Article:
Risk of isolation
According to Götz Eisenberg, prison psychologist at Butzbach correctional facility in Germany, playing on the console lacks therapeutic and social benefits. "Some inmates arrange to play against each other on the PlayStation. But most play alone," Eisenberg criticized. The sociologist, who engages in activities like arranging theater with inmates, is skeptical of digital games.

Since communal television was eliminated and every inmate has his own television in his cell, interest in borrowing books and other free time activities has diminished drastically. "You are only allowed to have ten books in your cell at one time, but twenty games. This clearly shows in what direction we are heading," said Eisenberg. One third of the inmates in Butzbacher high security prison have a PlayStation. As many share a cell, the psychologist estimates that over half have access to a console.

Everyone alone in their cells
The inmate in Mittersteig who loves soccer has also become critical of the console: "We really should get rid of the PlayStation and television, because we don`t talk with each other anymore. There is no communication or friendship. Eight of us used to get together to play dice games or cards. The group feeling used to be better than it is now."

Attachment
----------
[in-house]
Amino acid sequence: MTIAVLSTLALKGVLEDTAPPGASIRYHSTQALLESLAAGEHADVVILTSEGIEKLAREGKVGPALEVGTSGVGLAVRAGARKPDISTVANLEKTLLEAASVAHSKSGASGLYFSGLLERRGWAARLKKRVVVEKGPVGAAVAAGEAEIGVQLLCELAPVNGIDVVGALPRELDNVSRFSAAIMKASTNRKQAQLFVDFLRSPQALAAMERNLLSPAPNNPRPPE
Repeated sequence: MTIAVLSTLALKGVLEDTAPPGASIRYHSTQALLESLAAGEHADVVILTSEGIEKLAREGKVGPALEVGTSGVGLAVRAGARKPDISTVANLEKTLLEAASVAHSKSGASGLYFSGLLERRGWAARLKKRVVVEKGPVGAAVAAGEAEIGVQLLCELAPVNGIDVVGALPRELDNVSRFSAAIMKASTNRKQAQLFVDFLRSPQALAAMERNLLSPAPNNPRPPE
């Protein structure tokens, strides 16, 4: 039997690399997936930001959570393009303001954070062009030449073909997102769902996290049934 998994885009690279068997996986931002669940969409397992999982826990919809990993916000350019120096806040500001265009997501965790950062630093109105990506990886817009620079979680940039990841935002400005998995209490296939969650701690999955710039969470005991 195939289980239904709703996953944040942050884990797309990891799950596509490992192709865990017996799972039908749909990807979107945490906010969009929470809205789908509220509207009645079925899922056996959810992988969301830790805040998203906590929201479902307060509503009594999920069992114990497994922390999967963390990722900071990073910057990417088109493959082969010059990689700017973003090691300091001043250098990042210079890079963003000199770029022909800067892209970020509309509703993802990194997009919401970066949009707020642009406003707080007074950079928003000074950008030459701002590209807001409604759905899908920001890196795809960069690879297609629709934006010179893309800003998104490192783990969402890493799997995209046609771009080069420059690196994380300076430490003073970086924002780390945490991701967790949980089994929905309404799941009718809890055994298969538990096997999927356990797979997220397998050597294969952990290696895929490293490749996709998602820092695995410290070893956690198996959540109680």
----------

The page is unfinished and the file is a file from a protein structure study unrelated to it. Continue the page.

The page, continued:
Video games to keep inmates quiet
For Eisenberg, the reasons that the PlayStation is tolerated are clear. "Just like the television, it is a good way to keep inmates quiet," the psychologist said. An addicted gamer causes fewer problems than a bored inmate. People don`t stir up trouble when they are playing on the computer. "Just like many parents don`t care what their children play, few care what the inmates play. So long as there is no unrest and the inmates are all staring into the television or computer screen, everyone is happy" said Eisenberg. It is the path of least resistance, but a bad solution because it does not prepare the inmates for life after incarceration. "The only way to generate enthusiasm is to show the inmates the various things that life has to offer," Eisenberg said.

This is why the inmate in Garsten has reduced the time he spends playing. "I`m doing an apprenticeship so I have better chances when I get out. The video games just keep me from studying."